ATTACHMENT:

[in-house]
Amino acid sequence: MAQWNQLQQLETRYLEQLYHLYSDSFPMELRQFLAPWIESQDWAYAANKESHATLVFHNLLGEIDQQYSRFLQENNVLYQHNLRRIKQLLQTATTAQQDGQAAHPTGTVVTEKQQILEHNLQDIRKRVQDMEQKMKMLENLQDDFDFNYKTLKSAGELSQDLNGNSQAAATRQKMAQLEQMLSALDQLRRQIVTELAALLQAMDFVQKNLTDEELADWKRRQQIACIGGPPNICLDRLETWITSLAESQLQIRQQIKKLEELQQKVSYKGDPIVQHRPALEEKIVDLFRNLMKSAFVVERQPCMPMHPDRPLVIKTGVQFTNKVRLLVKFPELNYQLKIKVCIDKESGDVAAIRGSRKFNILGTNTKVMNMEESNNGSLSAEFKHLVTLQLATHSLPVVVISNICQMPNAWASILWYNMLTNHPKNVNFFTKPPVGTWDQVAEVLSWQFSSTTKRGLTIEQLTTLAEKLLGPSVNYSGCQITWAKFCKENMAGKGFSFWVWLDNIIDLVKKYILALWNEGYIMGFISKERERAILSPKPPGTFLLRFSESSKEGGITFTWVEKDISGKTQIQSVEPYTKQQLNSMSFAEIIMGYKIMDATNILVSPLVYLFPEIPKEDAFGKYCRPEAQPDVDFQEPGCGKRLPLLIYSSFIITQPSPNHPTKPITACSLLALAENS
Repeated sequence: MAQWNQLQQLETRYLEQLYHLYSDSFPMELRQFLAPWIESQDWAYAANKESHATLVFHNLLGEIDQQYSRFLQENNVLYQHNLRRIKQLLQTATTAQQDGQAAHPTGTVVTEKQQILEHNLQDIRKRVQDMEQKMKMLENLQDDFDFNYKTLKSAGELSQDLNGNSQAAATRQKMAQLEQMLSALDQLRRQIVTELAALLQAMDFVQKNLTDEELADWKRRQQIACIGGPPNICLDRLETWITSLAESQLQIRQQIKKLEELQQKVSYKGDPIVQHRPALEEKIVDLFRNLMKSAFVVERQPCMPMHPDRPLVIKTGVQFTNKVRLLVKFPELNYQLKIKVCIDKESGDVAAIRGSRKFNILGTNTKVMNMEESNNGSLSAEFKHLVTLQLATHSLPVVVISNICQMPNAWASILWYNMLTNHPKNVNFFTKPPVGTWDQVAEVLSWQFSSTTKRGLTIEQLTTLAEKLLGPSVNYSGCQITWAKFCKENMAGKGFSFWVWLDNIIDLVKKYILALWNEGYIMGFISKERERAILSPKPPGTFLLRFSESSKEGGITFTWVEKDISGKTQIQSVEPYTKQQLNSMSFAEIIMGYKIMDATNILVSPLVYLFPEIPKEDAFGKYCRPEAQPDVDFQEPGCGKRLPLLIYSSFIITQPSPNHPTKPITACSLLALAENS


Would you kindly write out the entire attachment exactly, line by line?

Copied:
[in-house]
Amino acid sequence: MAQWNQLQQLETRYLEQLYHLYSDSFPMELRQFLAPWIESQDWAYAANKESHATLVFHNLLGEIDQQYSRFLQENNVLYQHNLRRIKQLLQTATTAQQDGQAAHPTGTVVTEKQQILEHNLQDIRKRVQDMEQKMKMLENLQDDFDFNYKTLKSAGELSQDLNGNSQAAATRQKMAQLEQMLSALDQLRRQIVTELAALLQAMDFVQKNLTDEELADWKRRQQIACIGGPPNICLDRLETWITSLAESQLQIRQQIKKLEELQQKVSYKGDPIVQHRPALEEKIVDLFRNLMKSAFVVERQPCMPMHPDRPLVIKTGVQFTNKVRLLVKFPELNYQLKIKVCIDKESGDVAAIRGSRKFNILGTNTKVMNMEESNNGSLSAEFKHLVTLQLATHSLPVVVISNICQMPNAWASILWYNMLTNHPKNVNFFTKPPVGTWDQVAEVLSWQFSSTTKRGLTIEQLTTLAEKLLGPSVNYSGCQITWAKFCKENMAGKGFSFWVWLDNIIDLVKKYILALWNEGYIMGFISKERERAILSPKPPGTFLLRFSESSKEGGITFTWVEKDISGKTQIQSVEPYTKQQLNSMSFAEIIMGYKIMDATNILVSPLVYLFPEIPKEDAFGKYCRPEAQPDVDFQEPGCGKRLPLLIYSSFIITQPSPNHPTKPITACSLLALAENS
Repeated sequence: MAQWNQLQQLETRYLEQLYHLYSDSFPMELRQFLAPWIESQDWAYAANKESHATLVFHNLLGEIDQQYSRFLQENNVLYQHNLRRIKQLLQTATTAQQDGQAAHPTGTVVTEKQQILEHNLQDIRKRVQDMEQKMKMLENLQDDFDFNYKTLKSAGELSQDLNGNSQAAATRQKMAQLEQMLSALDQLRRQIVTELAALLQAMDFVQKNLTDEELADWKRRQQIACIGGPPNICLDRLETWITSLAESQLQIRQQIKKLEELQQKVSYKGDPIVQHRPALEEKIVDLFRNLMKSAFVVERQPCMPMHPDRPLVIKTGVQFTNKVRLLVKFPELNYQLKIKVCIDKESGDVAAIRGSRKFNILGTNTKVMNMEESNNGSLSAEFKHLVTLQLATHSLPVVVISNICQMPNAWASILWYNMLTNHPKNVNFFTKPPVGTWDQVAEVLSWQFSSTTKRGLTIEQLTTLAEKLLGPSVNYSGCQITWAKFCKENMAGKGFSFWVWLDNIIDLVKKYILALWNEGYIMGFISKERERAILSPKPPGTFLLRFSESSKEGGITFTWVEKDISGKTQIQSVEPYTKQQLNSMSFAEIIMGYKIMDATNILVSPLVYLFPEIPKEDAFGKYCRPEAQPDVDFQEPGCGKRLPLLIYSSFIITQPSPNHPTKPITACSLLALAENS